New building design rules must account for seismic activity

(Robert Fisher photo) New construction designs will need to incorporate updated codes and rules for seismic events as a result of a reclassification of seismic probabilities in southwest New Brunswick.

SAINT ANDREWS – The Southwest New Brunswick Service Commission is hosting a designing for earthquakes information session in Saint Andrews.

National building codes have had provisions for earthquakes for decades, according to commission building inspector Vern Faulkner. Whether those national codes must be implemented locally depends on the likelihood of a seismic event at a certain threshold. National standards were revised in 2015 and New Brunswick now meets the threshold.

“It’s been standard procedure, for example, on the west coast of British Columbia or in some of the high wind areas of Newfoundland,” said Faulkner. “As part of preparing data for the 2015 national building code, Earthquakes Canada revised the seismic activity for a number of regions across Canada. And ours was one of them.”

Faulkner said there is a fault line that runs through Oak Bay into the Bay of Fundy and continues between Deer Island and Eastport, Maine. According to information from the U.S. Geological Survey, a weak earthquake, measuring 2 on the Richter scale, hit in the Bay of Fundy between Deer Island and the mainland on May 7.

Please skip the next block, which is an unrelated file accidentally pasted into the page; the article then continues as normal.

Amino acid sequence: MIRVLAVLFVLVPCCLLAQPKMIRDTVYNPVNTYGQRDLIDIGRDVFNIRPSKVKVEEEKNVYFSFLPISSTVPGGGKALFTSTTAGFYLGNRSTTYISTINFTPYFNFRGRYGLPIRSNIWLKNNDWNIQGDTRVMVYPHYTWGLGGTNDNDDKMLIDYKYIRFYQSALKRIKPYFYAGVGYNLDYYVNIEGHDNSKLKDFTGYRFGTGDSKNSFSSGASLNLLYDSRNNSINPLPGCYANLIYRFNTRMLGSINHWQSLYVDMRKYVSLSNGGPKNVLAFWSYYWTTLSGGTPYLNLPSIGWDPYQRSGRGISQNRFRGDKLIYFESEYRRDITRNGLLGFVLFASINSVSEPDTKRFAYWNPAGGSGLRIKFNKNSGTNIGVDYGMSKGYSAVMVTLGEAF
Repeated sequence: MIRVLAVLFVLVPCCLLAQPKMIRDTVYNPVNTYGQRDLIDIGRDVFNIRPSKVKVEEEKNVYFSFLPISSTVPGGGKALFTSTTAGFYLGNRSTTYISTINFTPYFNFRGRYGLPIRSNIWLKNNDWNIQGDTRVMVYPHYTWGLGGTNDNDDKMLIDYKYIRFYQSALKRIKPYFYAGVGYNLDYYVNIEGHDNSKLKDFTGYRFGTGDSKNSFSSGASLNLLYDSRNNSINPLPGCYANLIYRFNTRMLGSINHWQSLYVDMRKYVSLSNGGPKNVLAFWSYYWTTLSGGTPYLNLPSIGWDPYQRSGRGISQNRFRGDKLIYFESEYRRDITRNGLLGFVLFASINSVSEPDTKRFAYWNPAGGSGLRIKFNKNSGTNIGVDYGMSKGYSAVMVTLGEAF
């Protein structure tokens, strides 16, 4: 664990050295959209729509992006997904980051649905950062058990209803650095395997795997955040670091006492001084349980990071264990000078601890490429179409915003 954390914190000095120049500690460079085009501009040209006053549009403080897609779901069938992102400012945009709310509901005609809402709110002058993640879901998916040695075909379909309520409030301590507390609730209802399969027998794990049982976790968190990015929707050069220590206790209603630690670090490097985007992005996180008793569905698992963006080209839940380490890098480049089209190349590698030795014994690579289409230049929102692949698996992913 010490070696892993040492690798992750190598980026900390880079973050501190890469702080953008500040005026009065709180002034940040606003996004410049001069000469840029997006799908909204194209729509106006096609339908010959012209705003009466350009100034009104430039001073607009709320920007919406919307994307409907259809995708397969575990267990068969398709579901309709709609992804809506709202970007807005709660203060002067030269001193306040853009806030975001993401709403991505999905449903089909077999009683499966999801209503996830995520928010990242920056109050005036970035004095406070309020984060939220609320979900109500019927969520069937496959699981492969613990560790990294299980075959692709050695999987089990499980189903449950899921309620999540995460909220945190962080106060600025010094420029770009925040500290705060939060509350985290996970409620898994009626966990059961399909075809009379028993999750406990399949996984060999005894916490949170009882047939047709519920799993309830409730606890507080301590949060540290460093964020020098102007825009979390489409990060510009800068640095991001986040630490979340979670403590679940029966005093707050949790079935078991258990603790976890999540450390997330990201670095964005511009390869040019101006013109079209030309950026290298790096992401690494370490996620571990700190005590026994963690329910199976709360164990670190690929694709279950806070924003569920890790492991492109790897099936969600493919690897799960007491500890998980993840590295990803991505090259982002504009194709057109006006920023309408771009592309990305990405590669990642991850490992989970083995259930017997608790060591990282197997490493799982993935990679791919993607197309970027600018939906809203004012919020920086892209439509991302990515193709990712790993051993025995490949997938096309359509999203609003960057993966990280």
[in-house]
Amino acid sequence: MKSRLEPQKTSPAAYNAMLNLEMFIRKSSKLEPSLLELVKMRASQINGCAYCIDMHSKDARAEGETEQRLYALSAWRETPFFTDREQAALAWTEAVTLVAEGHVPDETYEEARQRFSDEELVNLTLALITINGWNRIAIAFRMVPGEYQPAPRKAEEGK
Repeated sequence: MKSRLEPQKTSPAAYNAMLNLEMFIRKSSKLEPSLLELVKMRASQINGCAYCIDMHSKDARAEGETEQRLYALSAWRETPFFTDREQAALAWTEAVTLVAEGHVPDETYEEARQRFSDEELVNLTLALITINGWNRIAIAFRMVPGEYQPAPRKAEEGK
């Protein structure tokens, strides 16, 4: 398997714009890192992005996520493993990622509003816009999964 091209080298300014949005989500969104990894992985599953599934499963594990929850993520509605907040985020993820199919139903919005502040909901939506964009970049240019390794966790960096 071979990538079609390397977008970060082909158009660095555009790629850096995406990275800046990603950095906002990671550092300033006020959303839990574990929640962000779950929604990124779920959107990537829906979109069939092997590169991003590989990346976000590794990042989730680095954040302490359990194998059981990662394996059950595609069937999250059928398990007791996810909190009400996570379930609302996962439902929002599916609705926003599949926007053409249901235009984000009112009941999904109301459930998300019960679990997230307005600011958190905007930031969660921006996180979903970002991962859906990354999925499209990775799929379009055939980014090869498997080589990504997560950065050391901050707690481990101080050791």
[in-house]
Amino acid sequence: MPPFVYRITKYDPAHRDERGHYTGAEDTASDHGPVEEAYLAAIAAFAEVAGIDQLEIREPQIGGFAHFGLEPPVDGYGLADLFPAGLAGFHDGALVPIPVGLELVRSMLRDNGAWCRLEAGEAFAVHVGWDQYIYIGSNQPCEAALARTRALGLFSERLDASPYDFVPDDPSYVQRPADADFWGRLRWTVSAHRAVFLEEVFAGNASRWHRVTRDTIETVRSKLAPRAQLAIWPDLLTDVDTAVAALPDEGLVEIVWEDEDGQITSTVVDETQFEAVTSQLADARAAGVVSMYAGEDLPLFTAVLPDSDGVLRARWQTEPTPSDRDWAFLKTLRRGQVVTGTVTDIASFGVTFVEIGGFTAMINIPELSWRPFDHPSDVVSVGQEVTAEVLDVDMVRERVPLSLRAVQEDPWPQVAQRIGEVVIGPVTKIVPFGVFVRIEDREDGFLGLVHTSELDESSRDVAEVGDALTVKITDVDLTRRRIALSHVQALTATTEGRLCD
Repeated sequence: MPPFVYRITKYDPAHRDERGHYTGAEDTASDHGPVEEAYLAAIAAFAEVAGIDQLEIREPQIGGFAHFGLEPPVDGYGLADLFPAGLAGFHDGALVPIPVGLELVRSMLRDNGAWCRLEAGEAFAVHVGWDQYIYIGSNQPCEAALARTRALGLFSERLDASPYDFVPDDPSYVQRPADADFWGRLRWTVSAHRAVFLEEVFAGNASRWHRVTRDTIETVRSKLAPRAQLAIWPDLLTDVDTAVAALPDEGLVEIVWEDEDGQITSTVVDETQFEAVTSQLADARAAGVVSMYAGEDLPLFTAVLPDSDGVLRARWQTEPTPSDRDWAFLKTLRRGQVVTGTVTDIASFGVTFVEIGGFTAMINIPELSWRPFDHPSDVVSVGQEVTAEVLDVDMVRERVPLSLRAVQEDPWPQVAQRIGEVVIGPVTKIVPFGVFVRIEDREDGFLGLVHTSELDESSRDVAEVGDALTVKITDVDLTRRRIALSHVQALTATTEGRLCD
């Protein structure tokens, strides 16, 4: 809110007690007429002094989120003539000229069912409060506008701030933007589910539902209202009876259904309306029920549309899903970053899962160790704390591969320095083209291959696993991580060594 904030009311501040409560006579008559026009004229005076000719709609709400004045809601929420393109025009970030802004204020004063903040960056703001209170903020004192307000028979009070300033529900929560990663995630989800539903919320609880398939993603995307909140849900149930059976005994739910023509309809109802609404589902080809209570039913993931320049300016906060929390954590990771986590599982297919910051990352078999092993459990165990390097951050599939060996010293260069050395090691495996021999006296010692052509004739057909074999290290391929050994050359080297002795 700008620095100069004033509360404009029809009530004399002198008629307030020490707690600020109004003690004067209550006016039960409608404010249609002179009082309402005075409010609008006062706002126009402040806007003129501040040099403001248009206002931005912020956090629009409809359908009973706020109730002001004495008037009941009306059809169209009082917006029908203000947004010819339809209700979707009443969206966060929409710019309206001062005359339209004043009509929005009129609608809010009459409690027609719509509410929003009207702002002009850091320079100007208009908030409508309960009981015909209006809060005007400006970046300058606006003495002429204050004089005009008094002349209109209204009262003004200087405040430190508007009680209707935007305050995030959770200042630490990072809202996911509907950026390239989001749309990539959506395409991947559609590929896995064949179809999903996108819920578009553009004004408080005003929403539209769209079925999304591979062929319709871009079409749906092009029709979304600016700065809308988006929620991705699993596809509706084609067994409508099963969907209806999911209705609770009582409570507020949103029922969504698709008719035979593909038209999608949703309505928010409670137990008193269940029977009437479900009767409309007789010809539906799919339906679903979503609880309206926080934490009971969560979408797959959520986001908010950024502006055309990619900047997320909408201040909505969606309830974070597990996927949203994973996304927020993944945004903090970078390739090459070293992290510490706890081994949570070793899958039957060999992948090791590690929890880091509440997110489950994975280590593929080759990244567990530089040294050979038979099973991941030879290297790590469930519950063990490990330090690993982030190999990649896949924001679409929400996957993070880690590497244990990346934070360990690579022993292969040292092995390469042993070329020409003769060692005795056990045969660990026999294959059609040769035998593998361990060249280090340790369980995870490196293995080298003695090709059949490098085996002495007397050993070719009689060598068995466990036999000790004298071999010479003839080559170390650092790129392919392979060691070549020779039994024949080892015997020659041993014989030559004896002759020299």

Faulkner said, in the past, the risk for the Charlotte County area had always been just below the threshold to require incorporating the more robust codes. When the data was revised for 2015, the area was assessed at a higher risk level, meaning building codes had to be updated.

Where the new rules become tricky, said Faulkner, is incorporating things like windows and doors into designs.

“I wouldn’t say it’s a complicated process, but there’s a set of rules and it’s new to our area,” he said.

Faulkner made clear that the changes are not anything the service commission or the province has implemented on its own. Rather these are national building standards that are applicable in all provinces.

The only other area east of the foothills of the Rocky Mountains is an area in Quebec, “so a lot of designers don’t have experience with this,” explained Faulkner. It’s a matter of worst case planning, he said.

There will be an interactive component of the session where participants will work through a design process and see what is required to incorporate the new rules. There is a virtual option for those unable to participate in person and Faulkner said they may also record the session to be available afterward.

The session takes place May 24 at the Heather Curling Club in Saint Andrews from 6:30 to 8 p.m.